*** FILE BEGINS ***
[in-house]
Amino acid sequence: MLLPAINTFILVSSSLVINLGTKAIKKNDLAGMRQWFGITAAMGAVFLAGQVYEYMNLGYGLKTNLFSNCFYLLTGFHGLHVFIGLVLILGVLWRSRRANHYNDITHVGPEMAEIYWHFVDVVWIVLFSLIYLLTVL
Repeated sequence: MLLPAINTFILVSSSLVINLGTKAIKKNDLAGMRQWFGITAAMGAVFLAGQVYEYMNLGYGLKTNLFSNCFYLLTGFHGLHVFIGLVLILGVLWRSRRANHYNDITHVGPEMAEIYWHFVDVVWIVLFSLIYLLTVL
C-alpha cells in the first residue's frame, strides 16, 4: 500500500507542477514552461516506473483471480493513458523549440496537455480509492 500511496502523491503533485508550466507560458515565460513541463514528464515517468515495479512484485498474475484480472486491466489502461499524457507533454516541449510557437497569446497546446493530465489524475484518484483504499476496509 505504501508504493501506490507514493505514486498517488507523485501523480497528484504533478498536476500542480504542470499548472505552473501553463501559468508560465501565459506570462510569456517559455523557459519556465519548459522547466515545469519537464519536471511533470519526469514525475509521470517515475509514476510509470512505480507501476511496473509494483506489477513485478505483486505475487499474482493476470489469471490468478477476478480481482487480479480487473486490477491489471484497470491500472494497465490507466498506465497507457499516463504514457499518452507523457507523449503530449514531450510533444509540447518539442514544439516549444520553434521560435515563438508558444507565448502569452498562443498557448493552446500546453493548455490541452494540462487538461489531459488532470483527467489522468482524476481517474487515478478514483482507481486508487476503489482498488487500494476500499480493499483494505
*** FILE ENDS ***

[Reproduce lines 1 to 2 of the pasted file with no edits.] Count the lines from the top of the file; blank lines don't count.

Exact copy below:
[in-house]
Amino acid sequence: MLLPAINTFILVSSSLVINLGTKAIKKNDLAGMRQWFGITAAMGAVFLAGQVYEYMNLGYGLKTNLFSNCFYLLTGFHGLHVFIGLVLILGVLWRSRRANHYNDITHVGPEMAEIYWHFVDVVWIVLFSLIYLLTVL